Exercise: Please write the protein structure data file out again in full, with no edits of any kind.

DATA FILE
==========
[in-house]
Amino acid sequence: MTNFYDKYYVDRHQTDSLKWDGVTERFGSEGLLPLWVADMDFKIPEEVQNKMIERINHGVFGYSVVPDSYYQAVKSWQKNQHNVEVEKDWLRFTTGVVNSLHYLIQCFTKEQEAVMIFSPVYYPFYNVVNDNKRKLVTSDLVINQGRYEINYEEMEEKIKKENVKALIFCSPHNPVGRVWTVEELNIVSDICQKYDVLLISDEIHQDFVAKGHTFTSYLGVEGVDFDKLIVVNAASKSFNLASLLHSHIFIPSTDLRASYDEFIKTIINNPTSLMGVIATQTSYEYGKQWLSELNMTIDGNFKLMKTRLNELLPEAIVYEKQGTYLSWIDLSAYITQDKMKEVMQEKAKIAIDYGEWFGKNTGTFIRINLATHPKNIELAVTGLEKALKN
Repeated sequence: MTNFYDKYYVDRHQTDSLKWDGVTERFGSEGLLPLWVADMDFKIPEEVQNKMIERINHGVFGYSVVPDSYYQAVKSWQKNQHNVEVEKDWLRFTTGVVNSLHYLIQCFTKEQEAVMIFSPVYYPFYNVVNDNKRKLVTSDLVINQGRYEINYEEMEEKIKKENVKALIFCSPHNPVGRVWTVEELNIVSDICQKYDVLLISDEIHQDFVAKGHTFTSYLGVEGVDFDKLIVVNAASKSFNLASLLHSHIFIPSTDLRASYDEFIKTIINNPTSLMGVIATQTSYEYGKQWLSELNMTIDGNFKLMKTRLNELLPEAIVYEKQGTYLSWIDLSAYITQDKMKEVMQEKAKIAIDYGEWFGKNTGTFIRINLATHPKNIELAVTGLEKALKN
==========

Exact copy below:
[in-house]
Amino acid sequence: MTNFYDKYYVDRHQTDSLKWDGVTERFGSEGLLPLWVADMDFKIPEEVQNKMIERINHGVFGYSVVPDSYYQAVKSWQKNQHNVEVEKDWLRFTTGVVNSLHYLIQCFTKEQEAVMIFSPVYYPFYNVVNDNKRKLVTSDLVINQGRYEINYEEMEEKIKKENVKALIFCSPHNPVGRVWTVEELNIVSDICQKYDVLLISDEIHQDFVAKGHTFTSYLGVEGVDFDKLIVVNAASKSFNLASLLHSHIFIPSTDLRASYDEFIKTIINNPTSLMGVIATQTSYEYGKQWLSELNMTIDGNFKLMKTRLNELLPEAIVYEKQGTYLSWIDLSAYITQDKMKEVMQEKAKIAIDYGEWFGKNTGTFIRINLATHPKNIELAVTGLEKALKN
Repeated sequence: MTNFYDKYYVDRHQTDSLKWDGVTERFGSEGLLPLWVADMDFKIPEEVQNKMIERINHGVFGYSVVPDSYYQAVKSWQKNQHNVEVEKDWLRFTTGVVNSLHYLIQCFTKEQEAVMIFSPVYYPFYNVVNDNKRKLVTSDLVINQGRYEINYEEMEEKIKKENVKALIFCSPHNPVGRVWTVEELNIVSDICQKYDVLLISDEIHQDFVAKGHTFTSYLGVEGVDFDKLIVVNAASKSFNLASLLHSHIFIPSTDLRASYDEFIKTIINNPTSLMGVIATQTSYEYGKQWLSELNMTIDGNFKLMKTRLNELLPEAIVYEKQGTYLSWIDLSAYITQDKMKEVMQEKAKIAIDYGEWFGKNTGTFIRINLATHPKNIELAVTGLEKALKN